Cancer is a term used for not one but many diseases. When one experiences abnormal cell division without control, it is considered to be a type of cancer. Most cancers are named for the organ or type of cell in which they start. Cancer cells sometimes spread to other tissues and organs via the bloodstream and lymph system.
When the DNA of a cell is damaged or changed, it affects normal cell growth and division. When this happens, cells do not die to allow space for new cells to form. The extra cells often form a mass of tissue called a tumor; however this is not always true. Certain cancers such as leukemia do not form tumors.
Signs and Symptoms
Treatment of cancer works best when it is found early. People often ignore the signs and symptoms because they can seem unimportant or more likely caused by something other than cancer. Other times they fear what the symptoms could mean, so they don’t seek medical help.
It is imported to know some general signs and symptoms of cancer. If any of these symptoms last for a long time or get worse, it is important to seek medical attention. This is because people who are diagnosed early are more likely to recover.
Unexplained weight loss* of 10 or more pounds may be the first sign of cancer. This symptom is often related to cancers of the pancreas, stomach, or lungs.
Stomach or colon cancers can cause blood loss that isn’t obvious which leads to extreme tiredness despite getting proper rest. Fatigue can also be associated with some cancers like leukemia.
A headache that does not go away or get better with treatment can be a symptom of a brain tumor. These symptoms are usually among the first signs of cancer. Other signs and symptoms aren’t always as obvious so they go unexamined, which can lead to further progress and lessen the chances of survival.
Causes and Risk Factors
Anything that increases* your chances of developing cancer is called a cancer risk factor. Some risk factors such as smoking can be avoided. However, others such as genetic risk factors are inherited from our parents.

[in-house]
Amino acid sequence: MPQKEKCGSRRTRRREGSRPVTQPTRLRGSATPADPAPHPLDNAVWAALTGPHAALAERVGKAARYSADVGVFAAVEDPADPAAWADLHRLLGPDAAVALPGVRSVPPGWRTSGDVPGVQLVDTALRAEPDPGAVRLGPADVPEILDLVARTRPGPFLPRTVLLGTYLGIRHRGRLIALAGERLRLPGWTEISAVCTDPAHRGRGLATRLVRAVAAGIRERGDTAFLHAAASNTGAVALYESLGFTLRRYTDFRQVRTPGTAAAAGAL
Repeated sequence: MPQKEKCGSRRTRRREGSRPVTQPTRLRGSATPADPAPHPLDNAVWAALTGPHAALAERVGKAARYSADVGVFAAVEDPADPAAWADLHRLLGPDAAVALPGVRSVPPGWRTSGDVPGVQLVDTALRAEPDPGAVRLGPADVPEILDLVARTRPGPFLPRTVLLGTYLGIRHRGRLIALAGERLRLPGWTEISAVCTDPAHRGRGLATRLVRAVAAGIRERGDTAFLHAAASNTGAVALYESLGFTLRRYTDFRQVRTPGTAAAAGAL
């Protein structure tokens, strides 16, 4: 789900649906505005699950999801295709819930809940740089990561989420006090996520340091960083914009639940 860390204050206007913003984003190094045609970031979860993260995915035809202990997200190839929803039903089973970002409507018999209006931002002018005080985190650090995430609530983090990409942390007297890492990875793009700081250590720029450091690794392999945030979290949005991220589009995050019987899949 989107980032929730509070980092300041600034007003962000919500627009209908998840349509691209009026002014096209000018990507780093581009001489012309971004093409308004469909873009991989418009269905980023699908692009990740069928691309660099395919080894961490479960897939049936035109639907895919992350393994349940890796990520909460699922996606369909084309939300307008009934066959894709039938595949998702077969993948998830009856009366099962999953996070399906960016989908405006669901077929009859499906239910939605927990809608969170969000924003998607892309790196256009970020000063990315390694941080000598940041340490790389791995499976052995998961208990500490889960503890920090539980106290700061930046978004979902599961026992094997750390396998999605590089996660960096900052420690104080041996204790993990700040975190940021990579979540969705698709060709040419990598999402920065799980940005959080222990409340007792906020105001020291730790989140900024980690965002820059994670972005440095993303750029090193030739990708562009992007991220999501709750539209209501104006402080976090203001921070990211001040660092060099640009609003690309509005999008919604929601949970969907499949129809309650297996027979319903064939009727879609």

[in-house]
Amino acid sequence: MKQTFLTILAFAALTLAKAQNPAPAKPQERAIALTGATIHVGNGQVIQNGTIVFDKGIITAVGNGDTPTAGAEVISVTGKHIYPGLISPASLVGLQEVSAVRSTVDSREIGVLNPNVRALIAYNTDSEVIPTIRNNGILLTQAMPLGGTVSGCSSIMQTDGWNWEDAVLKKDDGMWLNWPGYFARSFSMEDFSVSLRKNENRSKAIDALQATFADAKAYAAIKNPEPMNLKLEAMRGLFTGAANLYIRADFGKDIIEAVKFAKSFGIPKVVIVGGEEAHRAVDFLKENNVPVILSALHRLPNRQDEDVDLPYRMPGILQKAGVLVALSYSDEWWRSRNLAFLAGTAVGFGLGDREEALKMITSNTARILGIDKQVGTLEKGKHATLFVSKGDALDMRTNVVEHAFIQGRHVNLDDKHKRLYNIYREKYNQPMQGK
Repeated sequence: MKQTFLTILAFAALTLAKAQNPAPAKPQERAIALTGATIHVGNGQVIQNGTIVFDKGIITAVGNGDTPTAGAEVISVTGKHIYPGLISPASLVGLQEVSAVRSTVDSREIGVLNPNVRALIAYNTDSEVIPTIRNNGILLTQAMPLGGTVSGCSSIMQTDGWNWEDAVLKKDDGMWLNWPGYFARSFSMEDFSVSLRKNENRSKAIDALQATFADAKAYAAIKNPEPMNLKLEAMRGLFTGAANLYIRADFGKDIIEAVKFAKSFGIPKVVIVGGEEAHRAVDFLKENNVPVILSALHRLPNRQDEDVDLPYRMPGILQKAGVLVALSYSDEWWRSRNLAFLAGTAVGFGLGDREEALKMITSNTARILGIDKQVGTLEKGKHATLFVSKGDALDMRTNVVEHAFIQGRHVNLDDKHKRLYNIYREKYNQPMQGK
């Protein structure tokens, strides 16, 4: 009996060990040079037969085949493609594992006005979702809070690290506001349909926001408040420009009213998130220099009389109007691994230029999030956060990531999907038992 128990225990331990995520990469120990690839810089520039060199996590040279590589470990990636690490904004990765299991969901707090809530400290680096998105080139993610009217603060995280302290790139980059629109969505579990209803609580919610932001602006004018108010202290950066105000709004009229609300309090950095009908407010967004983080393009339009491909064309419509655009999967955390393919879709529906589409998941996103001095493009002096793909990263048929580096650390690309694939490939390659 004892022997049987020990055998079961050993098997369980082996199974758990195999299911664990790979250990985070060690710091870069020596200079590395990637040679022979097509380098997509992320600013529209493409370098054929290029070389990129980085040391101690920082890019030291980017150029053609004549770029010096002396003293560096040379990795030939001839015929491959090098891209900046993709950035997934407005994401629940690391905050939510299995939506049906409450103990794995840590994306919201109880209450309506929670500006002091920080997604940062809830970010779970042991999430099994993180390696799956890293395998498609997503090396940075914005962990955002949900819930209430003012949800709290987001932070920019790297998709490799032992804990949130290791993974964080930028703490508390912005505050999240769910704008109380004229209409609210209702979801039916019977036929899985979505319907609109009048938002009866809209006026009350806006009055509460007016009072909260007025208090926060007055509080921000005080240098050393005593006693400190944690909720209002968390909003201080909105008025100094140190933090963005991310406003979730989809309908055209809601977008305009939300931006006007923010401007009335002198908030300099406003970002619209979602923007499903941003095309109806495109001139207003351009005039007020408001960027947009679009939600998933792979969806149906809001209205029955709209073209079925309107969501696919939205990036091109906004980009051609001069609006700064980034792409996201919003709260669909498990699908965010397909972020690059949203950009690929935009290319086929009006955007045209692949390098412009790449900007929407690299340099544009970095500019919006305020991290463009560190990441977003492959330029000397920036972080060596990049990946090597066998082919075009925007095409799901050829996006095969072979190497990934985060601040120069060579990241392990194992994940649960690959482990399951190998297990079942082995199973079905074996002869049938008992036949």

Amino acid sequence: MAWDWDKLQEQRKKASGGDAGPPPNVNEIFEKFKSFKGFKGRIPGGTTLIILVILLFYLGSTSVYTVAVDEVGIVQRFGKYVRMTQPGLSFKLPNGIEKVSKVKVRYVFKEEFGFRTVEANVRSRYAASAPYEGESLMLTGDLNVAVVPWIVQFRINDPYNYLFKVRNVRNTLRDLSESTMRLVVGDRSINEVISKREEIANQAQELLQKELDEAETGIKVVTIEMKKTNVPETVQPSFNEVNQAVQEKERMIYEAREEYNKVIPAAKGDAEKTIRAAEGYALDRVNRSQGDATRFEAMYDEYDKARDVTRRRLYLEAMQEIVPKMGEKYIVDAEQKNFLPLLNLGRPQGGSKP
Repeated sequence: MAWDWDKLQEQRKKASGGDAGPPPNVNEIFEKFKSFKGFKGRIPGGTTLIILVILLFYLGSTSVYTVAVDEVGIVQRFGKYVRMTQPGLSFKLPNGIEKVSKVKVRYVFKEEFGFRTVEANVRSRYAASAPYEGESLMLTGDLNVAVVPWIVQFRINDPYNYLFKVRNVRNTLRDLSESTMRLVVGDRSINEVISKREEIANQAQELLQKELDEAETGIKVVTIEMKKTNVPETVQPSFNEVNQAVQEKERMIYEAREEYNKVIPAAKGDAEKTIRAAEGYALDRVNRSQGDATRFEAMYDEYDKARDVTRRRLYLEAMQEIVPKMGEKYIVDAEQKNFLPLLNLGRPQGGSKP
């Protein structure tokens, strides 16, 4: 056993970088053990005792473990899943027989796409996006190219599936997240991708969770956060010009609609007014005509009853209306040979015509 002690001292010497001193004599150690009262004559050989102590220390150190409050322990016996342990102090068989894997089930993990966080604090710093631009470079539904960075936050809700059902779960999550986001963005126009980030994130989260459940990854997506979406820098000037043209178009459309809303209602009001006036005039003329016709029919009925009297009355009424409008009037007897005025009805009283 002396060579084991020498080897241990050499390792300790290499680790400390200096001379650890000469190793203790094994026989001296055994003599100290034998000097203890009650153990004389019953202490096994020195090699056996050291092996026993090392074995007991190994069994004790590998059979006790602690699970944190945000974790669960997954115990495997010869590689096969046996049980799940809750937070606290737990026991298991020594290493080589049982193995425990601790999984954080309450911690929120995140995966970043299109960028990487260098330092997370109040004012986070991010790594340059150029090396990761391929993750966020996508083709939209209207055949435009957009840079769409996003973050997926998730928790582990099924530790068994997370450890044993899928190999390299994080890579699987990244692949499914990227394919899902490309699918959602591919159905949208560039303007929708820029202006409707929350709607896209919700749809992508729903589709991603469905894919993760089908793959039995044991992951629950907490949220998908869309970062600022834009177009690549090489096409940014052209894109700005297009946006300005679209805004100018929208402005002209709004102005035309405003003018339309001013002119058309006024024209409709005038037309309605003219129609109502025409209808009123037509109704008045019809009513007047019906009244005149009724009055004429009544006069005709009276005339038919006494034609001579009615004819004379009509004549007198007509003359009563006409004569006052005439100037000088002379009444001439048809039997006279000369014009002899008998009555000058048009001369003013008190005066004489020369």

Infections such as HPV (Human papillomavirus), Hepatitis B, and Hepatitis C are also factors known to increase* the risk of developing cancer. Viruses and other infections that cause cancer are more prevalent in developing countries where 1 of 4 cases can be linked to infections. Contrast this with developed countries where only 1 of 10 cases can be linked to viruses and infection.
Radiation is also considered to be a cancer risk factor. The first type is the ultraviolet radiation that comes from sunlight. Also known as UV radiation these invisible UVA and UVB rays are part of the sun’s energy. Because UV radiation is the main cause of non-melanoma skin cancers doctors, recommend that people use sunscreen when outdoors for prolonged periods.
Another type of radiation is ionizing radiation; this type of radiation is associated with x-ray, CT scans, and radio imaging scans. This class of radiation can be linked to thyroid and breast cancer in women. Being exposed to radiation from diagnostic x-ray also increases* the risk of leukemia and cancers of the lung, colon, esophagus, and stomach.
Types of Cancer
According to the National Cancer Institute, there are over 100 types of cancer. The most common types include lung, breast, and prostate cancer. These 3 alone account for an estimated 689,000 new cases every year.
Most cancers can be grouped into:
- Central nervous system cancers
Carcinoma has many subtypes such as:
- Squamous cell carcinoma
- Transitional cell carcinoma
Sarcoma is a cancer that develops in the bone, muscle, cartilage.
Leukemia starts in blood-forming tissue such as bone marrow. It causes abnormal blood cells to develop and enter the blood stream.
Lymphoma attacks the cells of the immune system. And as the name implies central nervous system cancers attack the tissues of the brain and spinal cord.
Test and Diagnosis
When choosing the appropriate diagnostic test, doctors must consider a person’s age and medical condition as well as the type of cancer suspected. As with most diseases today there is a wide array of test available. The most common diagnostic methods for cancer include biopsies and diagnostic images.